Purified recombinant proteins
E. Coli BL21 (DE3)-RIPL cells were transformed with each of the GST fusion protein expression plasmids (GST, GST Nlg1-WT, Y782A, and Y782F). Cells were amplified in 0.5 L of LB medium at 37 °C for 2–3 h until the absorbance at 600 nm reached 0.6–0.7. The induction of protein expression was started by adding IPTG (Isopropyl β-D-1-thiogalactopyranoside) at 0.25 mM to the culture and incubating it overnight at 16 °C. Cells were harvested by centrifugation and the pellet was resuspended in 35 mL of lysis buffer (100 mM EDTA, 10% glycerol, 1% TritonX-100, 1 mg/mL lysozyme in PBS, pH 7.4) containing protease inhibitor cocktail III (Calbiochem) and then incubated on a rotating wheel for 30 min at 4 °C. Cells were lysed by ultrasonication (Branson Sonifier 450 at 50% power with a 40% duty cycle for 4 min at 4 °C). After addition of DTT at a final concentration of 10 mM, the lysate was cleared by centrifugation (15,000 × g, 45 min, 4 °C) and filtered at 0.2 µm. GST-fusion proteins were purified with 3 mL of Glutathione Sepharose™ 4 Fast Flow (GE Healthcare) by batch-binding. Bound proteins were washed with 10 volumes of PBS (pH 7.4) and eluted with 20 mL of a 10 mM glutathione in 50 mM Tris (pH 8) solution. Fractions were analyzed by SDS-PAGE (4–15% Mini-PROTEAN TGX Precast Protein Gels, Bio-Rad) followed by Coomassie staining. Fractions containing the proteins were pooled and dialyzed against PBS (pH 7.4). Protein concentrations were measured by determining light absorption at 280 nm. Purified proteins were aliquoted and stored at −80 °C in PBS (pH 7.4) until use. The production of Nrx1β-Fc from HEK-293 cells and purification on a G protein column was previously described21. For production of PSD-95-mcherry, the rat PSD-95 gene was subcloned in frame with a N-terminal mCherry with a 3-fragment strategy into a pET-24a( + ) vector (Novagen) between EcoRI and XhoI restriction sites. Expression of the gene was carried out in E. coli BL21-CodonPlus (DE3)-RIPL with an auto-induction protocol at 16 °C for 20 h. The protein was purified using the C-terminal hexahistidine tag with Ni-NTA resin, dialyzed into PBS containing 0.01% Tween-20, aliquoted and stored at −80 °C until use.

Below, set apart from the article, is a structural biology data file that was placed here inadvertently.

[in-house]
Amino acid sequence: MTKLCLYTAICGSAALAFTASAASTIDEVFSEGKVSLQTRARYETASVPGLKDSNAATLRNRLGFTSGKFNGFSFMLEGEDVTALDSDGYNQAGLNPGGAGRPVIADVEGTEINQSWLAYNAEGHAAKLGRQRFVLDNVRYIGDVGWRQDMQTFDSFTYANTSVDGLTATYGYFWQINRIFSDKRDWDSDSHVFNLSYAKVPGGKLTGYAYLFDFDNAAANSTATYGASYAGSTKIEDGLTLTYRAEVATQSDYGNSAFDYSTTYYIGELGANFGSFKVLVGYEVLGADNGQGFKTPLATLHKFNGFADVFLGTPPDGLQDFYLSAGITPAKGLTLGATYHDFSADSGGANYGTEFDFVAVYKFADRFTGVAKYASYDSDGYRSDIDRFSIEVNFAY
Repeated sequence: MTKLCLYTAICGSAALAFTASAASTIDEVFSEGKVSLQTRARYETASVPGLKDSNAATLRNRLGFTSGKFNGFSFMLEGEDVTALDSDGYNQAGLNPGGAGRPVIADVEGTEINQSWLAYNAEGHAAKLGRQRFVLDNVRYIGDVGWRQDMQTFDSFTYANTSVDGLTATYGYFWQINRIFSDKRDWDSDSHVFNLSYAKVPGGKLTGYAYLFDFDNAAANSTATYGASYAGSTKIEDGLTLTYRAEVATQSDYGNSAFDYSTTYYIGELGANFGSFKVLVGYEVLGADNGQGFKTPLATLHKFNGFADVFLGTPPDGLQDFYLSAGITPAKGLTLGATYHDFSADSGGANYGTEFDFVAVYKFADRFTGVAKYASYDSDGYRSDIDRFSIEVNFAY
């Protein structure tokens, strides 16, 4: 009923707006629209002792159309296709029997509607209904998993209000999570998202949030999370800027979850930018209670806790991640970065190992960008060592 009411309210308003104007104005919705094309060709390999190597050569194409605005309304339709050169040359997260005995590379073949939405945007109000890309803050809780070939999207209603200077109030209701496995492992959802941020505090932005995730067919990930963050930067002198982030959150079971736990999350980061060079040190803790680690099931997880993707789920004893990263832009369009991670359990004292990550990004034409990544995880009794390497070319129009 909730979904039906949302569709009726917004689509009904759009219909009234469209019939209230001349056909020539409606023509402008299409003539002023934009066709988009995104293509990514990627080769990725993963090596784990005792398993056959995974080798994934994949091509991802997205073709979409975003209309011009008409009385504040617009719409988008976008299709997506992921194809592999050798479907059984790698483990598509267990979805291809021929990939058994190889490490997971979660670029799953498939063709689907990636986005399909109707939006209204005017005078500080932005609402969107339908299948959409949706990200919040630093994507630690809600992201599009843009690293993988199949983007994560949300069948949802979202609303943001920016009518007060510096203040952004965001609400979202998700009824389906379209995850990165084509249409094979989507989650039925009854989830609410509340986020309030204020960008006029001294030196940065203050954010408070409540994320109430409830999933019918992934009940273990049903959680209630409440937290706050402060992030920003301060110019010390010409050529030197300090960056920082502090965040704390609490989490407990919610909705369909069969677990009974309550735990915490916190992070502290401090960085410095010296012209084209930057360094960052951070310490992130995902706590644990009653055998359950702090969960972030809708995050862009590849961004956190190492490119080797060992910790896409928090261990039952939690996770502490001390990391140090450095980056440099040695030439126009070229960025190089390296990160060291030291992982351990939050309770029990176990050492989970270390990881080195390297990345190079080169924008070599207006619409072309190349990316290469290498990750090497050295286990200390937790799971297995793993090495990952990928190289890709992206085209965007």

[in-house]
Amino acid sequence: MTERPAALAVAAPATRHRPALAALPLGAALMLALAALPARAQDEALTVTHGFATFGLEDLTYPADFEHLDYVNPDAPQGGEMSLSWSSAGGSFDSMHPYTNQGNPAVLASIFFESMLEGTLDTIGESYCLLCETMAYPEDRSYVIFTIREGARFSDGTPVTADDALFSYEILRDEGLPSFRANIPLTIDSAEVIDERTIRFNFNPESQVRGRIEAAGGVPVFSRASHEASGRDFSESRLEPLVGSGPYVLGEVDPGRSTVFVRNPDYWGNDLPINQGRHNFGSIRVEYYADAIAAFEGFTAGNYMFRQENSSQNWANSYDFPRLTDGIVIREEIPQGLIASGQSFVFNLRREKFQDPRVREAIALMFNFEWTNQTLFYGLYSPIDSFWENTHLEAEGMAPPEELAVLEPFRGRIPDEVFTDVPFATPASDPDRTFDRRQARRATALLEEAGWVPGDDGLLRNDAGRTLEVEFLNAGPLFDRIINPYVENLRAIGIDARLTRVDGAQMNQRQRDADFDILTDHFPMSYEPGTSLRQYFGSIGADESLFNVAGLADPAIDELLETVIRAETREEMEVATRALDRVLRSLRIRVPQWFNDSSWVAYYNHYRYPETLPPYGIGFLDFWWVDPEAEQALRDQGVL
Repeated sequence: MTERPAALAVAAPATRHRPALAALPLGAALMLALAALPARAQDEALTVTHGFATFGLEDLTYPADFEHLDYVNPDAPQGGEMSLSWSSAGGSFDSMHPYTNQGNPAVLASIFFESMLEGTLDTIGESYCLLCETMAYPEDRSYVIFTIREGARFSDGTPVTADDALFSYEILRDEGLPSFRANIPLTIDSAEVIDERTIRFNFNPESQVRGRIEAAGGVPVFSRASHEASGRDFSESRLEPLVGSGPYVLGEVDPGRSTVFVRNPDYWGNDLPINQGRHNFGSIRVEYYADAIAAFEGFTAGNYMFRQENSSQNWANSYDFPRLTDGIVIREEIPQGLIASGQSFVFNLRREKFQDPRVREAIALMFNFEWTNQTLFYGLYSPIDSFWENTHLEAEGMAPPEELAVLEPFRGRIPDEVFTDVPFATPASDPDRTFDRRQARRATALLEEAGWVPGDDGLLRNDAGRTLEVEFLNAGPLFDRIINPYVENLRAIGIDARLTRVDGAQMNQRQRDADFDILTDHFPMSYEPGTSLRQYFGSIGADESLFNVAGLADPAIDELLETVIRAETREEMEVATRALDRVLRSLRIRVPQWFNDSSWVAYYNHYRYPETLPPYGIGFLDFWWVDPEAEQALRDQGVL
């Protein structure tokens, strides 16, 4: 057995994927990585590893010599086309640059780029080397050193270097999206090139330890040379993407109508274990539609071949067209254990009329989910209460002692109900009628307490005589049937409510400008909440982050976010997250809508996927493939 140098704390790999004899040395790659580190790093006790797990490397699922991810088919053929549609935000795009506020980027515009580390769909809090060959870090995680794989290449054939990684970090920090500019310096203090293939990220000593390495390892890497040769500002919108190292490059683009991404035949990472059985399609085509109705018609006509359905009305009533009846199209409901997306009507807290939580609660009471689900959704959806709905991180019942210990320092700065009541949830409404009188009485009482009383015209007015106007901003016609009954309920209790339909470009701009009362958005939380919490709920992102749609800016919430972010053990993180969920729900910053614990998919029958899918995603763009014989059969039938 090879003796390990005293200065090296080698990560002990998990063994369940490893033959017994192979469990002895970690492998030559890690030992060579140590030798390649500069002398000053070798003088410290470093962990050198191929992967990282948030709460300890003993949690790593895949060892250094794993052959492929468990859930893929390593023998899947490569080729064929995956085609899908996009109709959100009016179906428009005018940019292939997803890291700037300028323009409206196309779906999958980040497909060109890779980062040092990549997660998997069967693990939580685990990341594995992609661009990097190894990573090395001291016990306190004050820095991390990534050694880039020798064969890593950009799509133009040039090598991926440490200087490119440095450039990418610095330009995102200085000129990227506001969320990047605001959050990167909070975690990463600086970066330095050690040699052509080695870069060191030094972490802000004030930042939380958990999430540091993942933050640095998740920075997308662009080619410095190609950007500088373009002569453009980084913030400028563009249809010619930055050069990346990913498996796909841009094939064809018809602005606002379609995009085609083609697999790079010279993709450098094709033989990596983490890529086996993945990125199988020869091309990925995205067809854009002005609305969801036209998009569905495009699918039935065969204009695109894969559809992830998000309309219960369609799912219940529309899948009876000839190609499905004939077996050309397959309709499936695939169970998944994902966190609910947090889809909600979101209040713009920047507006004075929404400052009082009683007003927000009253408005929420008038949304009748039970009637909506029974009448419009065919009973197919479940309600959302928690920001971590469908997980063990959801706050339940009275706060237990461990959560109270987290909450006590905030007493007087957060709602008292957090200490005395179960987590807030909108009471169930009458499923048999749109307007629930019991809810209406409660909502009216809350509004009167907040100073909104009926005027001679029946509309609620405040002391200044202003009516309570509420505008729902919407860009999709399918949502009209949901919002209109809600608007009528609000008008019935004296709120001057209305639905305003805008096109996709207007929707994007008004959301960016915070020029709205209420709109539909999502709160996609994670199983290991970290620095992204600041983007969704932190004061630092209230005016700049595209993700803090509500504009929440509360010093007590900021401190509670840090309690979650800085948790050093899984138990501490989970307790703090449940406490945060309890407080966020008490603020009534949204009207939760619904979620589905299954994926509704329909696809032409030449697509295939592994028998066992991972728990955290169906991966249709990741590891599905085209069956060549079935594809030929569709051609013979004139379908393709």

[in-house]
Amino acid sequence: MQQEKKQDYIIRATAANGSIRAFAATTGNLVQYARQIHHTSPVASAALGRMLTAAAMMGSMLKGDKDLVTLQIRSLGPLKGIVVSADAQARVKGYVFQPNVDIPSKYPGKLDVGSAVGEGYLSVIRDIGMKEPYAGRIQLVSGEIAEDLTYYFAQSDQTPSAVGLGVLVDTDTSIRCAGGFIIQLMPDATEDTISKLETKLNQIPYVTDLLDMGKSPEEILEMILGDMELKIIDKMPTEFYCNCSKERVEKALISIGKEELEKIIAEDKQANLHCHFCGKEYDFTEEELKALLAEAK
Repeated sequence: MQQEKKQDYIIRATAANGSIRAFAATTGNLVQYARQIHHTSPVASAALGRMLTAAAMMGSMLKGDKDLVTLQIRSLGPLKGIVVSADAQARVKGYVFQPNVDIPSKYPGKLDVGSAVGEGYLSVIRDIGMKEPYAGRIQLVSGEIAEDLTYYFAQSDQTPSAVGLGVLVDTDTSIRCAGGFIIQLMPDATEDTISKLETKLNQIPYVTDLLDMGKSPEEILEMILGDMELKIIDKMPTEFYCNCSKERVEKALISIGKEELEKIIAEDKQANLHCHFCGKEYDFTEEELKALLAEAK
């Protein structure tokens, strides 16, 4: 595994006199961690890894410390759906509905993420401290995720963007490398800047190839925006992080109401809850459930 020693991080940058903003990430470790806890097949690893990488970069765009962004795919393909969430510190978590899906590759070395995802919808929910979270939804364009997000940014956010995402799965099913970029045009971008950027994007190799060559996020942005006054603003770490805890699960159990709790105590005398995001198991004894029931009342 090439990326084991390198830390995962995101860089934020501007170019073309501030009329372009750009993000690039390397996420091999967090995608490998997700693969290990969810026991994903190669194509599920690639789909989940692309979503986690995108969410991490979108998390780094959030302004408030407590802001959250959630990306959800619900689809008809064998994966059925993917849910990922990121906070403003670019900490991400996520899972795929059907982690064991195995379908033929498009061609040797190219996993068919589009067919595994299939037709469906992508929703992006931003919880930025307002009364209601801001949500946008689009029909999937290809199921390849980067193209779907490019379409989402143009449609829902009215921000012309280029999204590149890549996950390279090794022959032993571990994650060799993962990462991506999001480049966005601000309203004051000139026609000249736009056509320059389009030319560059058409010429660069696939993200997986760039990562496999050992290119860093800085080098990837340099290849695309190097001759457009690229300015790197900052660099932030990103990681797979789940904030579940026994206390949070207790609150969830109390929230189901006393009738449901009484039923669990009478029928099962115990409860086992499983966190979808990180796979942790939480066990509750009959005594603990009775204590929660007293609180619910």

In vitro kinase screen using Nlg1 gephyrin-binding peptides